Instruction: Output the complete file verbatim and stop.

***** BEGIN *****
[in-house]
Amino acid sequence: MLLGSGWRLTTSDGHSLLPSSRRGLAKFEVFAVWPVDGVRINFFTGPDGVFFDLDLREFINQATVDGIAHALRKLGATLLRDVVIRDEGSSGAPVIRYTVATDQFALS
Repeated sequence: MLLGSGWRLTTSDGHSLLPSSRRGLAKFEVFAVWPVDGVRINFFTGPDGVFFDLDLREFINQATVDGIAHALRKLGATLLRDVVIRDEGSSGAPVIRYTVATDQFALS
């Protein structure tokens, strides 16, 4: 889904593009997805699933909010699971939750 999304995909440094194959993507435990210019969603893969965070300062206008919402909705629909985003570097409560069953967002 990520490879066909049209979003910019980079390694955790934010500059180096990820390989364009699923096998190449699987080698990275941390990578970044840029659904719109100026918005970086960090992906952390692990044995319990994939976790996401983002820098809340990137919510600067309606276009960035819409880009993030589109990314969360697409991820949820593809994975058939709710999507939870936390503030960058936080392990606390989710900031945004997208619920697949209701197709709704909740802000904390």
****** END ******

[in-house]
Amino acid sequence: MLLGSGWRLTTSDGHSLLPSSRRGLAKFEVFAVWPVDGVRINFFTGPDGVFFDLDLREFINQATVDGIAHALRKLGATLLRDVVIRDEGSSGAPVIRYTVATDQFALS
Repeated sequence: MLLGSGWRLTTSDGHSLLPSSRRGLAKFEVFAVWPVDGVRINFFTGPDGVFFDLDLREFINQATVDGIAHALRKLGATLLRDVVIRDEGSSGAPVIRYTVATDQFALS
């Protein structure tokens, strides 16, 4: 889904593009997805699933909010699971939750 999304995909440094194959993507435990210019969603893969965070300062206008919402909705629909985003570097409560069953967002 990520490879066909049209979003910019980079390694955790934010500059180096990820390989364009699923096998190449699987080698990275941390990578970044840029659904719109100026918005970086960090992906952390692990044995319990994939976790996401983002820098809340990137919510600067309606276009960035819409880009993030589109990314969360697409991820949820593809994975058939709710999507939870936390503030960058936080392990606390989710900031945004997208619920697949209701197709709704909740802000904390």